Along with his brother, Marcel Schlumberger, Conrad Schlumberger formed one of the most well-known geophysicist duos of Germany. A pioneer in petroleum production, he co-established Schlumberger Ltd., one of the world’s largest oil-field service companies, with Marcel. Their technique of oil exploration offered a cheap alternative than the existing coring methods.
US geologist, mining engineer, and mountaineer Clarence King was the 1st director of the US Geological Survey. While preparing his report, Systematic Geology, he found the first US glaciers. Mostly known for his exploration of the Sierra Nevada mountain range, he penned the iconic work Mountaineering in the Sierra Nevada.
Arthur Holmes was an English geologist who pioneered the usage of radiometric dating of minerals. He was the first earth scientist to fully understand the thermal and mechanical implications of mantle convection. Arthur Holmes is also remembered for his advocacy of the theory of continental drift. Holmes was the recipient of several prestigious awards, including the Penrose Medal.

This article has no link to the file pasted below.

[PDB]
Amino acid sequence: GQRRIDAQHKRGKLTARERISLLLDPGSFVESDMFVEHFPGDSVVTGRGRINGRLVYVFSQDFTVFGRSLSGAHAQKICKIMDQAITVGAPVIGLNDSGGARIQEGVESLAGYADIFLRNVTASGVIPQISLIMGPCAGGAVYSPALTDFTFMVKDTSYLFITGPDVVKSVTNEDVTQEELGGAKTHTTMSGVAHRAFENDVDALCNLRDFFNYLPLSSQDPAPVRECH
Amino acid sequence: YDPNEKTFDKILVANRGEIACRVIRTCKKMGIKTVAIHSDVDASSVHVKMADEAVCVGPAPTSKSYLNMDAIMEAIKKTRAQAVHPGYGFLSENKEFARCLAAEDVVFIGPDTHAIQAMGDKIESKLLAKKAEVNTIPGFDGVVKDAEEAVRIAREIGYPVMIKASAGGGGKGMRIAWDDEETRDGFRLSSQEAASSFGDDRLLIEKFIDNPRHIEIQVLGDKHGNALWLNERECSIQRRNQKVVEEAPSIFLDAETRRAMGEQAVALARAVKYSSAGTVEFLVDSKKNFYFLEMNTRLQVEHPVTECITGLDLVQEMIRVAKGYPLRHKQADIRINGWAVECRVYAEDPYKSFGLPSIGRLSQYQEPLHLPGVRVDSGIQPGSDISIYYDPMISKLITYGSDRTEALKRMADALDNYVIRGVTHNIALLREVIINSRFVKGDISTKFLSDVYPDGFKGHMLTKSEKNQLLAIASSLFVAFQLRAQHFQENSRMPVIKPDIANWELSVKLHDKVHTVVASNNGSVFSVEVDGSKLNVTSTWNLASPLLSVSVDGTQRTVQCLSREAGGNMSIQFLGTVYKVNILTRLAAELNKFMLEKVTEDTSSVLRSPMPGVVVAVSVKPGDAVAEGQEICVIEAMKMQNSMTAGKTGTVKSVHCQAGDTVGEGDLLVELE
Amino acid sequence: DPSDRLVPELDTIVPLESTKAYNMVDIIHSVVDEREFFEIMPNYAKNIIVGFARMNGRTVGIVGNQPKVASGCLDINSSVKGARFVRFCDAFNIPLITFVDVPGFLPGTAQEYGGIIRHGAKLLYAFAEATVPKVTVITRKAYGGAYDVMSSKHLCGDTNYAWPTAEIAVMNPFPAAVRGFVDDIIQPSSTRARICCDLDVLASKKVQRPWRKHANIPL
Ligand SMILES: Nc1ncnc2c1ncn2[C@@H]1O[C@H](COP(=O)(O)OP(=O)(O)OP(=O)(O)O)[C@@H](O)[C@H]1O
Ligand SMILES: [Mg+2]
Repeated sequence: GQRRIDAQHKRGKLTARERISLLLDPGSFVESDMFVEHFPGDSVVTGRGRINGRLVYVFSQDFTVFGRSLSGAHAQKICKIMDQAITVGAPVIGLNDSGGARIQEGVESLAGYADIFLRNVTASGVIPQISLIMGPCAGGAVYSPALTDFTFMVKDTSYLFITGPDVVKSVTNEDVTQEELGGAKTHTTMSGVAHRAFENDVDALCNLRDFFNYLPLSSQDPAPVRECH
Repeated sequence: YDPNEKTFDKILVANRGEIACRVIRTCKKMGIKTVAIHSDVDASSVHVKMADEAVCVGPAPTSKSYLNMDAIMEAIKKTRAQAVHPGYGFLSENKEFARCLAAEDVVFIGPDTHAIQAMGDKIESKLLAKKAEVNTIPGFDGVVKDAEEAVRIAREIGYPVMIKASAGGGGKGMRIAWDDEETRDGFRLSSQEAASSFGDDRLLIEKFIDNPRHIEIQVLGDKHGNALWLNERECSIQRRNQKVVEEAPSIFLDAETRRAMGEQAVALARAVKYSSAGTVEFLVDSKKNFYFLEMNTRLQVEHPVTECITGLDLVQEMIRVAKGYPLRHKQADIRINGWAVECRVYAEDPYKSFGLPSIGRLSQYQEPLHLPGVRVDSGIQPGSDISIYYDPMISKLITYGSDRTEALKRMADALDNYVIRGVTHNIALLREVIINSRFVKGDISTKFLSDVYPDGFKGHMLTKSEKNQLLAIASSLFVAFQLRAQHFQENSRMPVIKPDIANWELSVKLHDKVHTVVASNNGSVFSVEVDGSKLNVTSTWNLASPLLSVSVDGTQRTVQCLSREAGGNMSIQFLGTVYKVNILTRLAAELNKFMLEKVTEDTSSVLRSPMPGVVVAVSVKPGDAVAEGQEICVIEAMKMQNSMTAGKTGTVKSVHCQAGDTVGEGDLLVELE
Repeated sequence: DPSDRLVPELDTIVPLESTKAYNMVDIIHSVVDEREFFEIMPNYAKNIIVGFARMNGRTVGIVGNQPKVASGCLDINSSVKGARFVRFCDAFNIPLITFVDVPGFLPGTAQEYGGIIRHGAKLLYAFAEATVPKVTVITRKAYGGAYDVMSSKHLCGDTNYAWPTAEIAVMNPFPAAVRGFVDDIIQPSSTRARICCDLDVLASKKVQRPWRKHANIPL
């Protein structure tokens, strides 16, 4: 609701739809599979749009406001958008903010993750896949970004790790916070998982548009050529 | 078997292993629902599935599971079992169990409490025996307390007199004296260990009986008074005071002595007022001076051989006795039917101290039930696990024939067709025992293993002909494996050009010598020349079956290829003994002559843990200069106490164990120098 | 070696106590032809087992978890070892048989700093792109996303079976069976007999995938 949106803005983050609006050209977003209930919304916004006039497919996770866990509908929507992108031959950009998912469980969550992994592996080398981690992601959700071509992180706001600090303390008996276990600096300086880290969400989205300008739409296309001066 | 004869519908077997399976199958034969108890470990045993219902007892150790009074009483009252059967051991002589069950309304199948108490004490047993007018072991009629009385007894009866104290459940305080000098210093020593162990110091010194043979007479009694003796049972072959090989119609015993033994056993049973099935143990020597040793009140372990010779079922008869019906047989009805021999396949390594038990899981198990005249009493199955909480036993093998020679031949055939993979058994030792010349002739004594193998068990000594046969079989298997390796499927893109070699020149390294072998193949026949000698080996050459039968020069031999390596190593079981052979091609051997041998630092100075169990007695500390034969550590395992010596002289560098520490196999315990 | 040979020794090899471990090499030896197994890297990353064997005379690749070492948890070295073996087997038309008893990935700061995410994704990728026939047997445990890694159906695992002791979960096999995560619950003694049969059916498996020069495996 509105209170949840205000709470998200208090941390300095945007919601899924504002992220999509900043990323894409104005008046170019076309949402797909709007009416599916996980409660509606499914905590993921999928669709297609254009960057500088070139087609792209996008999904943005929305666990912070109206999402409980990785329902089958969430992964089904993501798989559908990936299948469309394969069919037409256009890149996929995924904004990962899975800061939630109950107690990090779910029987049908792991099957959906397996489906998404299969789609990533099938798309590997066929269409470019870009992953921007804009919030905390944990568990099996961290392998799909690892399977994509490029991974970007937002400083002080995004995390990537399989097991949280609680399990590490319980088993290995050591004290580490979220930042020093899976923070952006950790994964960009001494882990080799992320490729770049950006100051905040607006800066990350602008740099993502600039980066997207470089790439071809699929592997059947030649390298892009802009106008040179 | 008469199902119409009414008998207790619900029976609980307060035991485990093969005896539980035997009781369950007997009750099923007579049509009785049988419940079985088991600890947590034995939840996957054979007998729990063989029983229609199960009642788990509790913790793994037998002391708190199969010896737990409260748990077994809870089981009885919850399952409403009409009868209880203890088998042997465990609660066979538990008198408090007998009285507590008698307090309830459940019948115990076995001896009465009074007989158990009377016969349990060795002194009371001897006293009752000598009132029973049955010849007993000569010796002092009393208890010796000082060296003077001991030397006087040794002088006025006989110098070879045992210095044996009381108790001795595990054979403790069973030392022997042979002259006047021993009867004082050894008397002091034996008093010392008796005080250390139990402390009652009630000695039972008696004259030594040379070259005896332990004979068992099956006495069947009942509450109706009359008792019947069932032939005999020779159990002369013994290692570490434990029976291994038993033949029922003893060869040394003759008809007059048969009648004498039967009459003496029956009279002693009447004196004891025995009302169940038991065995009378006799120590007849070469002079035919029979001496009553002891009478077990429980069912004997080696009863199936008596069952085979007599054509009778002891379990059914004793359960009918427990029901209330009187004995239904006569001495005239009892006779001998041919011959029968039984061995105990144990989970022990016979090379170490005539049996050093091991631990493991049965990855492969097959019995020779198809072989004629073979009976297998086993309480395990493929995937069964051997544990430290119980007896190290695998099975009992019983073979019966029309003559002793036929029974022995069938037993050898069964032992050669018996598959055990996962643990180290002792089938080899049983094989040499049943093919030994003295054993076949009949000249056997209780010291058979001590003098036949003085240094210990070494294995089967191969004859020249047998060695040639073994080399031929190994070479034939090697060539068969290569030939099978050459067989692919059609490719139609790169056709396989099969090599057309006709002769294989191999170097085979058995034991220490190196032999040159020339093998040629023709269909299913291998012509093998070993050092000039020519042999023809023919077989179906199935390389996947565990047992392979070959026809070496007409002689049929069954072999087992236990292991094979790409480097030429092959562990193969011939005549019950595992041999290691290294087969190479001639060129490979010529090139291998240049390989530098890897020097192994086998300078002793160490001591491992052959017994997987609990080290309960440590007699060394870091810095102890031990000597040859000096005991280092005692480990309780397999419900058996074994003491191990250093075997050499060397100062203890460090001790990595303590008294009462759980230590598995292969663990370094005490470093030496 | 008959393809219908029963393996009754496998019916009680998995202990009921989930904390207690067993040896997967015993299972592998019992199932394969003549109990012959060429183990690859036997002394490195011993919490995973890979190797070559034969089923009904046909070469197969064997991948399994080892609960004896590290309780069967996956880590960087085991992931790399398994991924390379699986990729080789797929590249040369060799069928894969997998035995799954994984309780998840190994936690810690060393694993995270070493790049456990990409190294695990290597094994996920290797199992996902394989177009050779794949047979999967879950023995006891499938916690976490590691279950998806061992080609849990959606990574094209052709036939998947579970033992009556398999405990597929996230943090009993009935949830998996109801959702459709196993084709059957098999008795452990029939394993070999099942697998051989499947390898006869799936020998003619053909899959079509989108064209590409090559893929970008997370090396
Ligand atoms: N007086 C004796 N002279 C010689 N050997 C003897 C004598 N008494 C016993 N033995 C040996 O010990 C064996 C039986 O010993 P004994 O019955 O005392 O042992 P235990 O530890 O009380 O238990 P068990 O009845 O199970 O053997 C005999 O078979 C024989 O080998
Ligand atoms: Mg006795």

Henry Fairfield Osborn was an American geologist, paleontologist, and eugenics advocate. He is best remembered for his association with the American Museum of Natural History where he served as the president for 25 years. Osborn is also remembered for developing his own evolutionary theory which he called the Dawn Man Theory.
Gideon Mantell was a British geologist, obstetrician, and palaeontologist. Mantell's attempt to reconstruct the structure of Iguanodon started the scientific study of dinosaurs. He is also credited with discovering the first fossil teeth of Iguanodon. Subsequently, Gideon Mantell went on to discover and identify much of the skeleton of Iguanodon.
Henry Schoolcraft was an American geologist, geographer, and ethnologist. He is best remembered for his studies of Native American cultures. Henry Schoolcraft is also credited with founding The Journal of Education, America's first journal on public education.
William Morris Davis was an American geologist, geographer, meteorologist, and geomorphologist. Often referred to as the father of American geography, Davis is credited with founding the Association of American Geographers. He is also remembered for his association with the Geological Society of America, where he served as the president. In 1919, he was awarded the Royal Geographical Society's Gold Medal.
Adolf Erik Nordenskiöld was a Finland-Swedish geologist, aristocrat, Arctic explorer, and mineralogist. He is best remembered for leading the Vega Expedition of 1878–1880, the first Arctic expedition to steer through the Northeast Passage. The expedition is regarded as one of the greatest achievements in Swedish science history.